Wednesday, April 19, 2006

Starting at the top: Collaboration at council's like this blog has psychic powers! For the past few days, we've discussed collaboration and the critical role it plays in creating and maintaining a fruitful organizational culture. Well, I've just returned from the JIS school council meeting, and I can report that "Grease" isn't the word at our school -- it's COLLABORATION.

I heard it over and over tonight: What's the key to a successful council? Collaboration! What will next year's professional development program focus on? Collaboration! It's all about collaboration, collaboration, collaboration. We'll have so much talk at JIS about the mantra of collaboration that soon we'll all be group-hugging and singing Kumbaya!

There's only one problem: collaboration is more than just a word. It's an action. It's a state of mind. Either it's a genuine component of an organization's culture, or it's not. Just saying the word doesn't make it so....

Collaboration requires (as you'll already know, if you've read the past few postings) actual planning and hard work -- and then, a reality check.

Tonight's council meeting was my reality check. There was a great deal of talk about "norms of collaboration" (which some JIS campuses use to ensure that group discussions are productive and respectful). Excellent! These are good things!

But at the very same meeting, no one other than council members, the headmaster, the business manager, and the curriculum coordinator were allowed to speak. When the issue of removing the PTA's right to sit at the council table came up as part of a review of the JIS bylaws, no one asked for the opinion of the PTA representative, who was sitting right there. Now that's irony. Norms of collaboration at a non-collaborative meeting!

But the bigger, sadder irony is that only two parents attended the meeting, so even under the best circumstances, there wasn't going to be much collaborating. After all, collaboration implies teamwork, working together toward a common goal, and considering different ideas and opinions -- and that's hard to do with such a limited group of voices.

Now I know council is swimming into uncharted waters with the issue of collaboration. Historically, its monthly meetings haven't been well-attended by parents, nor structured in a way that encourages dialogue or discussion. (If you don't believe that, see if you can answer this question: what does it take for a parent to get an item on the agenda for a council meeting?) True collaboration -- that is more than just lip service -- can be messy, unpredictable, and even frightening.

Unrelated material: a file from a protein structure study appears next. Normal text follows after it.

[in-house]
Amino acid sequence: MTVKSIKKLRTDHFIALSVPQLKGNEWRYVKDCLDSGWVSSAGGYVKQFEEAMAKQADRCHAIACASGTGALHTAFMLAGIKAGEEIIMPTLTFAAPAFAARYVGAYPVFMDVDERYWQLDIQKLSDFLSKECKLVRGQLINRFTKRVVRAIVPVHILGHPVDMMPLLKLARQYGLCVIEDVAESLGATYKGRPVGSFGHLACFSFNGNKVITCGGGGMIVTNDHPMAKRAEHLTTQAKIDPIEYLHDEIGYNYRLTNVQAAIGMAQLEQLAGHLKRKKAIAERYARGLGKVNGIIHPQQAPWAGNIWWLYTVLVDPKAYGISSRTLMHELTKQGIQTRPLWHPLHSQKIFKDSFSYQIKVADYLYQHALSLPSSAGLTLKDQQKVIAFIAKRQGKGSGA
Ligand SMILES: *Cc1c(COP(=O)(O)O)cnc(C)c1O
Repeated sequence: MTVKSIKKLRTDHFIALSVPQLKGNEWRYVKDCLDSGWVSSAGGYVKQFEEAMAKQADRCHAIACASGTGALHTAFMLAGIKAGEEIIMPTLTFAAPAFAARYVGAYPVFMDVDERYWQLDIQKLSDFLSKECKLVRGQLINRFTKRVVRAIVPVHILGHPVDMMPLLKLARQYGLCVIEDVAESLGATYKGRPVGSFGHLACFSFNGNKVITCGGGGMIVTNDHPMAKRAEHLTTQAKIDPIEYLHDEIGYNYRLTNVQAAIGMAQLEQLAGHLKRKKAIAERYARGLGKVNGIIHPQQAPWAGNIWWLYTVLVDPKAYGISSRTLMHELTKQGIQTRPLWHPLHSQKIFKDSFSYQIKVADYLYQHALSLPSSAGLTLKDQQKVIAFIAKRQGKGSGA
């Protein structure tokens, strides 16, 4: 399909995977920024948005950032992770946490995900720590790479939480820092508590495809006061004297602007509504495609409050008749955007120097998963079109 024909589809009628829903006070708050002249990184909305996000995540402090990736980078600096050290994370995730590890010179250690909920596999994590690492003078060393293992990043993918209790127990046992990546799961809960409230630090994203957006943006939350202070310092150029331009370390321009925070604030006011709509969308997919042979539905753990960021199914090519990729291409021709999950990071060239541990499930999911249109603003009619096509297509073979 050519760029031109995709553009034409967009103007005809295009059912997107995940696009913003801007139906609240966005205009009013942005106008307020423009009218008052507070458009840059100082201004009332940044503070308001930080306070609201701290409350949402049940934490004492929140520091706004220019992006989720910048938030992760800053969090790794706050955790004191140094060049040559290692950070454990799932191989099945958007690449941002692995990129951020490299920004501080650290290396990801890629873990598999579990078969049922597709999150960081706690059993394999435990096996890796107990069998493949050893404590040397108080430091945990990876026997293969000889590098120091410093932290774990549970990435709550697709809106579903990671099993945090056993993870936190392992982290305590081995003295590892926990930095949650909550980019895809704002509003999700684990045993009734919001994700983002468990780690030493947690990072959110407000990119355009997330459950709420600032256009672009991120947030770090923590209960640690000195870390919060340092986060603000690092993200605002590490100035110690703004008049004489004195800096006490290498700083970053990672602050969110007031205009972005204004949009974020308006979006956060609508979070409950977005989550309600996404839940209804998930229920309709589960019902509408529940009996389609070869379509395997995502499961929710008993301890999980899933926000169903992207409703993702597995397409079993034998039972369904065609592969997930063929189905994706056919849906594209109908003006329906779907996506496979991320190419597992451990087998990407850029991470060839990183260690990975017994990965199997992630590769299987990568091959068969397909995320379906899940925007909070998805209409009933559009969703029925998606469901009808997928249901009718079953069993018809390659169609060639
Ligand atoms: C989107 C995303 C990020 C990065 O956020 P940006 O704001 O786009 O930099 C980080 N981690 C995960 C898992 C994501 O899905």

But we should ask the JIS council to review again John Carver's wise words about the structure of board meetings from his article, "Remaking Governance: The creator of 'Policy Governance' Challenges School Boards to Change" (American School Board Journal, March 2000):

"Board meetings are spent learning diverse points of view on what is most important for schools to produce, differing projections of future needs of students, and any other wisdom that helps in making wise long-term decisions about ends. The public is integral to these meetings, but carefully organized so the board gets representative input."

While much of tonight's meeting centered around creating mechanisms and processes for managing and controlling the "regular Joe's" participation in council's monthly meetings (e.g. What constitutes a delegation? How many signatures are required to get an item on the agenda? What types of issues can a parent bring forward at the meeting? How long does someone have to speak? At what point during the meeting?) -- precious little was spent talking about how to bring people to the table. And that's a shame.

So we're back again to the quadumvirate of adults at JIS -- the administration, council, teachers, and parents -- and we need to ask ourselves, are we moving in the direction of true collaboration? This is more than just a theoretical question. As a community, our success or failure directly affects our children and the education they receive. Actions speak louder than words. Here's to hoping that council will lead the way -- as it has begun to do with its series of six open forums on the focus-group research -- as we move forward towards a better JIS for our students.

(P.S. Tomorrow's posting will get back on track to discuss collaboration and culture change beyond just the school council. But my mind was all twisted up in a knot after tonight's meeting....)


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